Nonferrous mining industry keeps pressing forward

Despite slow and prolonged regulatory review and intense scrutiny by environmentalists, firms that are exploring and hoping to mine nonferrous minerals continue to advance their goal of safely extracting precious metals such as copper, nickel, gold, silver and others.

PolyMet Mining and Twin Metals Minnesota are the closest to making that achievement. In recent months, PolyMet has received good news on that front, but Twin Metals has faced new challenges. Those two firms aren’t the only ones interested in pursuing nonferrous minerals, however, although they’ve received the most mention by the press.

“This isn’t just about PolyMet or Twin Metals. They are just two companies that happen to be in a business that also interests a lot of other firms,” said Frank Ongaro, executive director of the trade group Mining Minnesota. A sampling of the others includes AngloGold Ashanti, Vermillion Gold, Encampment Minerals and Kennecott Exploration. “There’s a significant amount of global interest in the resources we have here,” Ongaro noted.

A level playing field

During 2017, a prime concern in the nonferrous mining industry was the influence of politics and court challenges on long-standing policy. Two incidents highlighted how nonferrous mining opponents were willing to circumvent the established process.

As part of its proposed mining project, PolyMet had proposed to exchange 6,690 acres of land to the U.S. Forest Service for about 6,650 acres of surface land above its NorthMet ore body. The USFS approved the transfer in January 2017. It was soon challenged by nonferrous opponents. In March, the Minnesota Center for Environmental Advocacy, the Center for Biological Diversity and the W.J. McCabe Chapter of the Izaak Walton League challenged the decision in a federal court lawsuit.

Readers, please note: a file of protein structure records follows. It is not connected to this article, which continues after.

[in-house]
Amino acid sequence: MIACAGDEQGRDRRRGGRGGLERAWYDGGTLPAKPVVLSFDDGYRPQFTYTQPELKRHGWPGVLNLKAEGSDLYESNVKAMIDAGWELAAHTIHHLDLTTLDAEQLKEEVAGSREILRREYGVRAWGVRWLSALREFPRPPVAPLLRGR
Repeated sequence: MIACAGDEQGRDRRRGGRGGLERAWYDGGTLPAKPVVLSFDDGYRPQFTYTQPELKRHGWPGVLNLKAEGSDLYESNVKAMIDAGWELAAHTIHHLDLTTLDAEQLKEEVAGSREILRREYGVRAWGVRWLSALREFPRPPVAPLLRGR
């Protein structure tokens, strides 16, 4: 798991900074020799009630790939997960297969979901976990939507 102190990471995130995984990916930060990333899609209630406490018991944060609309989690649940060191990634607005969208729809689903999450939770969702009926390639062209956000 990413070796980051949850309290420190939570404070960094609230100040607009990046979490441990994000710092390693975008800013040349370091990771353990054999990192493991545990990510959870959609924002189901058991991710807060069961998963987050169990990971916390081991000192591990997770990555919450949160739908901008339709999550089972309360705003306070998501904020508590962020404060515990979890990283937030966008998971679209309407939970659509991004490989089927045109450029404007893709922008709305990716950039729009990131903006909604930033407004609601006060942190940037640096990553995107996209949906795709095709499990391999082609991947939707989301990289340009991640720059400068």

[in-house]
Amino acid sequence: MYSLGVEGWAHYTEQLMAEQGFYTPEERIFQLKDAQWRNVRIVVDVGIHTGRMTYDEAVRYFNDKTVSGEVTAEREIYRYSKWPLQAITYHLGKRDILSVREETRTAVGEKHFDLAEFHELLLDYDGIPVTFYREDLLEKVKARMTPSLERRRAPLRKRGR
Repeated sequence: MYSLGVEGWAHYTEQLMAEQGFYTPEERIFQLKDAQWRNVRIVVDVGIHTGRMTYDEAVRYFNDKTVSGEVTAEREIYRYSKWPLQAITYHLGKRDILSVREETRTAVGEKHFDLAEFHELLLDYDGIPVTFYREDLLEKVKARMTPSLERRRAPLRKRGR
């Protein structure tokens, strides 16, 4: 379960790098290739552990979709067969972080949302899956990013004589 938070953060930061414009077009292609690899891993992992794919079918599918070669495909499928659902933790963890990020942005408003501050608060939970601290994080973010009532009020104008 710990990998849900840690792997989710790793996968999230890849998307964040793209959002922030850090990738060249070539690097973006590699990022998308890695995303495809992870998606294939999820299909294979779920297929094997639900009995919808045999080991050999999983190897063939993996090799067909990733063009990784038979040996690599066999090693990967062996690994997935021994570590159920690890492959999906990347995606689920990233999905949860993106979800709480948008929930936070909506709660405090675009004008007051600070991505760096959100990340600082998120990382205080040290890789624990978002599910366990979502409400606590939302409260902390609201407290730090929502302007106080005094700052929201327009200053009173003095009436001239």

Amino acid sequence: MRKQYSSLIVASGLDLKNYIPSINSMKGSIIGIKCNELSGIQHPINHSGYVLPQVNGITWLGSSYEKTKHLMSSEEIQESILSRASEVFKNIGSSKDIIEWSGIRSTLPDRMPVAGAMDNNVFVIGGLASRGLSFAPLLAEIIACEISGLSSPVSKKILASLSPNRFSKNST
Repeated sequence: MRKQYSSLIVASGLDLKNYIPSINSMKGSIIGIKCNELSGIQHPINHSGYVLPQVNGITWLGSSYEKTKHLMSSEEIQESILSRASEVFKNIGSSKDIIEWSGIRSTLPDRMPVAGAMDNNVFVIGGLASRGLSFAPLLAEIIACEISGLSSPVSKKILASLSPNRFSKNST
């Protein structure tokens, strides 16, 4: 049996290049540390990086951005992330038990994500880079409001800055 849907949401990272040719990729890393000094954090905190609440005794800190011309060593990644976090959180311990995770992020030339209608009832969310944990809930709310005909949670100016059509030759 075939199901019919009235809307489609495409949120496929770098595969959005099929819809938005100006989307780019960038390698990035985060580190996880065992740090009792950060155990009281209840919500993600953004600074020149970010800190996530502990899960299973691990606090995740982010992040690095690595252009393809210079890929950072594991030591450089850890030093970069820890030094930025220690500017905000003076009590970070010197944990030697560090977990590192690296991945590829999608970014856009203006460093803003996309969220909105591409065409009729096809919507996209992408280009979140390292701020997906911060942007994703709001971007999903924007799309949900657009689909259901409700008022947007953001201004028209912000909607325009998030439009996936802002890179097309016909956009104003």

The situation faced by Twin Metals involved back-door political interference. The company’s mineral leases near the Boundary Waters Canoe Area Wilderness (BWCAW) were denied renewal by the U.S. Department of the Interior and the Department of Agriculture. The action came during the final days of the Obama administration after Gov. Mark Dayton instructed the Minnesota Department of Natural Resources not to renew Twin Metals leases near the BWCAW. Dayton also shared his opposition with the U.S. Bureau of Land Management.

The decision impacted about 234,000 acres where, in the past, mineral leases were routinely renewed.

Federal legislation was introduced in Congress to counteract the administrative interference. In November, the U.S. House of representatives approved a bill that would allow PolyMet to complete the land swap. The “Superior National Forest Land Exchange Act of 2017” was introduced by Rep. Rick Nolan (DFL). It passed the House on a 309 to 99 vote but still awaits U.S. Senate consideration.

House members also approved legislation sponsored by U.S. Rep. Tom Emmer. Called “Minnesota’s Economic Rights in the Superior National Forest Act,” it requires mineral leases to be renewed for 10-year periods providing that the holder has met terms and conditions during the prior lease period. Congressional approval is needed before leases can be rescinded or presidential monuments (land set asides) established. That measure also has moved to the Senate but hasn’t yet been addressed.